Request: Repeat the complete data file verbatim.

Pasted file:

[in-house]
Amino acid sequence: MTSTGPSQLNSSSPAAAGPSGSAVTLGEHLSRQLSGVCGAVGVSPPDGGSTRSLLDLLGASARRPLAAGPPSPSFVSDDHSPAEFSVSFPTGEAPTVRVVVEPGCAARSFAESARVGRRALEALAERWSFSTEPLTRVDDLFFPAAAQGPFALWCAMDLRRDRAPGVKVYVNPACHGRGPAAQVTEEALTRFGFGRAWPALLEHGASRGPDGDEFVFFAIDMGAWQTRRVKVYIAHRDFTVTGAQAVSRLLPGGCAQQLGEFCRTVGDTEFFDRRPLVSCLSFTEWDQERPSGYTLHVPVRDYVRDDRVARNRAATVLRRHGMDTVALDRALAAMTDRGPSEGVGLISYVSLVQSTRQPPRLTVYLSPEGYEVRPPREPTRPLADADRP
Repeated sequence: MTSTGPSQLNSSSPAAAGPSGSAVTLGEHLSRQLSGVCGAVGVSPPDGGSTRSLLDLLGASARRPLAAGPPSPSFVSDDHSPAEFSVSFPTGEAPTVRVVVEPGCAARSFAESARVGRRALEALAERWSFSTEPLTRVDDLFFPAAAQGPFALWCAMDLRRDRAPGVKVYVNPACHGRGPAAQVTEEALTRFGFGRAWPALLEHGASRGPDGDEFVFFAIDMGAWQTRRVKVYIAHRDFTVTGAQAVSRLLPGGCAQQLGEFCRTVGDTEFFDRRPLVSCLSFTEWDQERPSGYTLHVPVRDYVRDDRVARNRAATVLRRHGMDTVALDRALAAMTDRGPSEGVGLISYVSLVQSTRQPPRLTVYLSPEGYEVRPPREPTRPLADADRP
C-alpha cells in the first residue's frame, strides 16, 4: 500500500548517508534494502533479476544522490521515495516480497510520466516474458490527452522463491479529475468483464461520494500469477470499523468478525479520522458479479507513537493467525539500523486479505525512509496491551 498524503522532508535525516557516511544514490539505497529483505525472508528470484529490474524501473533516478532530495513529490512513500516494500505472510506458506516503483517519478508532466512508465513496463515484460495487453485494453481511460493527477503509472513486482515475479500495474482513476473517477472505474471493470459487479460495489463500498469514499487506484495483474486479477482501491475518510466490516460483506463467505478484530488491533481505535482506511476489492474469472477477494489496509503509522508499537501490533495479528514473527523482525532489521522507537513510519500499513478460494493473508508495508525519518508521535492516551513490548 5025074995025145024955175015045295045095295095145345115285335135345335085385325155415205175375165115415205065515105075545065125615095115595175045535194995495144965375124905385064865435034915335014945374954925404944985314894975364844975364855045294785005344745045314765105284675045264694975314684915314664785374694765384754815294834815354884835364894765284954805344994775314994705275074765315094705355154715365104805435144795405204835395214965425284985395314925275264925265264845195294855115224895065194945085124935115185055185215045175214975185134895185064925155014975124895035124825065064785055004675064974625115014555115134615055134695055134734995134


[in-house]
Amino acid sequence: MTSTGPSQLNSSSPAAAGPSGSAVTLGEHLSRQLSGVCGAVGVSPPDGGSTRSLLDLLGASARRPLAAGPPSPSFVSDDHSPAEFSVSFPTGEAPTVRVVVEPGCAARSFAESARVGRRALEALAERWSFSTEPLTRVDDLFFPAAAQGPFALWCAMDLRRDRAPGVKVYVNPACHGRGPAAQVTEEALTRFGFGRAWPALLEHGASRGPDGDEFVFFAIDMGAWQTRRVKVYIAHRDFTVTGAQAVSRLLPGGCAQQLGEFCRTVGDTEFFDRRPLVSCLSFTEWDQERPSGYTLHVPVRDYVRDDRVARNRAATVLRRHGMDTVALDRALAAMTDRGPSEGVGLISYVSLVQSTRQPPRLTVYLSPEGYEVRPPREPTRPLADADRP
Repeated sequence: MTSTGPSQLNSSSPAAAGPSGSAVTLGEHLSRQLSGVCGAVGVSPPDGGSTRSLLDLLGASARRPLAAGPPSPSFVSDDHSPAEFSVSFPTGEAPTVRVVVEPGCAARSFAESARVGRRALEALAERWSFSTEPLTRVDDLFFPAAAQGPFALWCAMDLRRDRAPGVKVYVNPACHGRGPAAQVTEEALTRFGFGRAWPALLEHGASRGPDGDEFVFFAIDMGAWQTRRVKVYIAHRDFTVTGAQAVSRLLPGGCAQQLGEFCRTVGDTEFFDRRPLVSCLSFTEWDQERPSGYTLHVPVRDYVRDDRVARNRAATVLRRHGMDTVALDRALAAMTDRGPSEGVGLISYVSLVQSTRQPPRLTVYLSPEGYEVRPPREPTRPLADADRP
C-alpha cells in the first residue's frame, strides 16, 4: 500500500548517508534494502533479476544522490521515495516480497510520466516474458490527452522463491479529475468483464461520494500469477470499523468478525479520522458479479507513537493467525539500523486479505525512509496491551 498524503522532508535525516557516511544514490539505497529483505525472508528470484529490474524501473533516478532530495513529490512513500516494500505472510506458506516503483517519478508532466512508465513496463515484460495487453485494453481511460493527477503509472513486482515475479500495474482513476473517477472505474471493470459487479460495489463500498469514499487506484495483474486479477482501491475518510466490516460483506463467505478484530488491533481505535482506511476489492474469472477477494489496509503509522508499537501490533495479528514473527523482525532489521522507537513510519500499513478460494493473508508495508525519518508521535492516551513490548 5025074995025145024955175015045295045095295095145345115285335135345335085385325155415205175375165115415205065515105075545065125615095115595175045535194995495144965375124905385064865435034915335014945374954925404944985314894975364844975364855045294785005344745045314765105284675045264694975314684915314664785374694765384754815294834815354884835364894765284954805344994775314994705275074765315094705355154715365104805435144795405204835395214965425284985395314925275264925265264845195294855115224895065194945085124935115185055185215045175214975185134895185064925155014975124895035124825065064785055004675064974625115014555115134615055134695055134734995134